Gibbs, (Oliver) Wolcott
Gibbs, (Oliver) Wolcott
(b. New York, N.Y., 21 February 1822; d. Newport, Rhode Island, 9 December 1908)
Gibbs’s career epitomizes much of the development of chemistry in America. He received his M.D. in 1845 from the College of Physicians and Surgeons with a dissertation on chemical classification. He then studied in Germany and France and, while in Berlin, was particularly influenced by Heinrich Rose. After fourteen years (1849–1863) teaching elementary students at what is now City College of the City University of New York, he became Rumford professor at Harvard in 1863. Until 1871, when the Lawrence Scientific School’s laboratory was combined with the Harvard College laboratory, Gibbs trained a good number of professional chemists by the German practice of research as a method of teaching.
Gibbs had neither laboratory nor chemistry students from 1871 until his retirement in 1887. He did, however, lecture in the physics department on heat and spectroscopy. Publicly, this was ascribed to economy; privately, it was explained by some as President charles Eliot’s revenge for not getting the Rumford professorship himself. Recent scholars explain the event as part of the policy of progressively attenuating the scientific schools at both Yale and Harvard in favor of a unified liberal arts undergraduate and graduate faculty.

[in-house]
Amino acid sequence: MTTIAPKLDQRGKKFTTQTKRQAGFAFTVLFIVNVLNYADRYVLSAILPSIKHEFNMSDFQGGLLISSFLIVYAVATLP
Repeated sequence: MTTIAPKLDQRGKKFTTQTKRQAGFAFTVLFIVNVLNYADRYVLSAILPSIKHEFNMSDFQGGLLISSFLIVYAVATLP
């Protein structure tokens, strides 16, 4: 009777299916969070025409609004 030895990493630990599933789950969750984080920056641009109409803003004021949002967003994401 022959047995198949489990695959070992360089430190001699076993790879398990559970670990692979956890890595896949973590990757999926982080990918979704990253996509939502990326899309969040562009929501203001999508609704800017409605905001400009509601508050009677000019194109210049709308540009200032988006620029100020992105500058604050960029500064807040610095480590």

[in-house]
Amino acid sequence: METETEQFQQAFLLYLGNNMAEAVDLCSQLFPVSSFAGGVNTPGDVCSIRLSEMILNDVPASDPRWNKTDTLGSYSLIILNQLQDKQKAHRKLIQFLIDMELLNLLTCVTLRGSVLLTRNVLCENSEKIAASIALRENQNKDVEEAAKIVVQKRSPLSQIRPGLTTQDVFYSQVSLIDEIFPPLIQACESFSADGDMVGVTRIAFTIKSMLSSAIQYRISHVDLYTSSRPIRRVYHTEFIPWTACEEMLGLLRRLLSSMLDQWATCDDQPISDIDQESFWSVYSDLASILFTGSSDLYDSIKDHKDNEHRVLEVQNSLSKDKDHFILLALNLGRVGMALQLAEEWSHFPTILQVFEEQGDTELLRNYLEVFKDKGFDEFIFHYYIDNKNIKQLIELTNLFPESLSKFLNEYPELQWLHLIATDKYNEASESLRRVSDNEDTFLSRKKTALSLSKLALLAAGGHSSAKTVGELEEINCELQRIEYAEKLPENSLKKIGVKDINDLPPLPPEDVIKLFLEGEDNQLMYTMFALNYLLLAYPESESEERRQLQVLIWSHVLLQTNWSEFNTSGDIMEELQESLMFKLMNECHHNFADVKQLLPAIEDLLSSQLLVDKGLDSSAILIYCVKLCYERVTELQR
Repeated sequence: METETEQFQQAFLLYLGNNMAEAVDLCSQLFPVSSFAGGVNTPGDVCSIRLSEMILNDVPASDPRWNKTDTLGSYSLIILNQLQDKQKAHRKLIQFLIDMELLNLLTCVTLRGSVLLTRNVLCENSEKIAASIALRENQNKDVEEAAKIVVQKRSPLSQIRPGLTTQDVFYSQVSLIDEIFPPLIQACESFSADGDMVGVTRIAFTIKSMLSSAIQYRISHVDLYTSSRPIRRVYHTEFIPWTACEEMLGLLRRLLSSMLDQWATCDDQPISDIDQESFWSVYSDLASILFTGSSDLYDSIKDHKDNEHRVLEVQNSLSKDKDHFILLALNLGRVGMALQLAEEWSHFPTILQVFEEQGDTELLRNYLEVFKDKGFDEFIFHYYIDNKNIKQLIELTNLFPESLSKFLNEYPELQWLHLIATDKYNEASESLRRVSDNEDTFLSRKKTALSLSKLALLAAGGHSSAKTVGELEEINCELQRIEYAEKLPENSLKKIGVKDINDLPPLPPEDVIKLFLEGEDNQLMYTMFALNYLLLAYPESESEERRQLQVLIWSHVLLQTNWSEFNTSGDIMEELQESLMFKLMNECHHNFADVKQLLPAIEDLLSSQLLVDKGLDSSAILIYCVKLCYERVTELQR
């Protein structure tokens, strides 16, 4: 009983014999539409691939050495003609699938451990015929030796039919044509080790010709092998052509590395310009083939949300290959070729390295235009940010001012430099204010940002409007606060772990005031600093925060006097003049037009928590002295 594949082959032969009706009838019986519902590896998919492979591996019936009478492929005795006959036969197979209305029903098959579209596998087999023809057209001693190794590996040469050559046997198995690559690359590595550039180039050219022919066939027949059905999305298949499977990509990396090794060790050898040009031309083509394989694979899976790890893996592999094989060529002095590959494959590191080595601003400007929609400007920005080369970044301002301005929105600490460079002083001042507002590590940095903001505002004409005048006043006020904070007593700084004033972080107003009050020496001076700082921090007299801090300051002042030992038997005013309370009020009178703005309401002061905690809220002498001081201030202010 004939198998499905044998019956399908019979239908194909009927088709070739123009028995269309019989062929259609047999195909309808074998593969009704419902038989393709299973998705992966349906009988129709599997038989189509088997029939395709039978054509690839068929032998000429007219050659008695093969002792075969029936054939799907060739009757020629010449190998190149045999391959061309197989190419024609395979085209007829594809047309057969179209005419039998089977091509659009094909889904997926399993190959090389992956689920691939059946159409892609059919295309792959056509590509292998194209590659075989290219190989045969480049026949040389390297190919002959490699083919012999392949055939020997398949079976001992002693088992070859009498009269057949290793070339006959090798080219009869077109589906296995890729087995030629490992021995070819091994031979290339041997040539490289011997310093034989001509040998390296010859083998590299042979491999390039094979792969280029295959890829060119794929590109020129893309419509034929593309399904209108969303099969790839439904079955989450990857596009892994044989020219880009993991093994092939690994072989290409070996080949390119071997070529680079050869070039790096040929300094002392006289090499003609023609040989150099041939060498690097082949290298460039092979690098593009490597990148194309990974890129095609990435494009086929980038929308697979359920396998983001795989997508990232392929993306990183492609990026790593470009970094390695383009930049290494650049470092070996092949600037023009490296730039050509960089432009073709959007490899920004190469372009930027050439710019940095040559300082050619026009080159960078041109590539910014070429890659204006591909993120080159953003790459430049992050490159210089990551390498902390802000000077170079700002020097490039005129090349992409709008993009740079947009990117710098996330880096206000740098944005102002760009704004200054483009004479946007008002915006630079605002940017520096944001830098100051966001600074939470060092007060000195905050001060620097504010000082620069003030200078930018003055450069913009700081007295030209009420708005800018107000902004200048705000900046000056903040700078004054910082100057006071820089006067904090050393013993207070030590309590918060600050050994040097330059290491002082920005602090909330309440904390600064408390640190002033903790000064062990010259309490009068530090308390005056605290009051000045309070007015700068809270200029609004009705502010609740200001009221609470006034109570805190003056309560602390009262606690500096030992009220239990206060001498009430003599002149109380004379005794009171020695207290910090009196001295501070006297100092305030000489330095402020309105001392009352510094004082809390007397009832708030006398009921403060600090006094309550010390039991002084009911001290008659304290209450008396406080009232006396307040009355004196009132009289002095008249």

Gibbs specialized in analytic and inorganic chemistry. His work on the platinum metals (1861–1864) and the development of the electrolytic method for the determination of copper are probably his principal contributions to the former. Gibbs was particularly interested in the structure of complex inorganic acids and their derivatives, especially those of tungsten, molybdenum, and vanadium.
I. Original Works. Gibbs’s personal papers are in the Franklin Institute, Philadelphia. A good bibliography of his published works is F. W. Clarke, “Biographical Memoir of Wolcott Gibbs, 1822–1908,” Biographical Memoirs. National Academy of Sciences, 7 (1910), 1–22.
II. Secondary Literature. Clarke’s memoir remains the best biographical account. Gibbs, who was a member of the “Lazzaroni” around Alexander Dallas Bache, is mentioned in studies of such contemporaries as Agassiz, Asa Gray, Bache, and Joseph Henry—but hardly enough to illuminate his career. A recent work on the professionalization of chemistry is Edward A. Beardsley, The Rise of the American Chemical Profession, 1850–1900, University of Florida Monographs, Social Sciences, no. 23 (Gainesville, Fla., 1964).
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Gibbs, (Cecil) Armstrong
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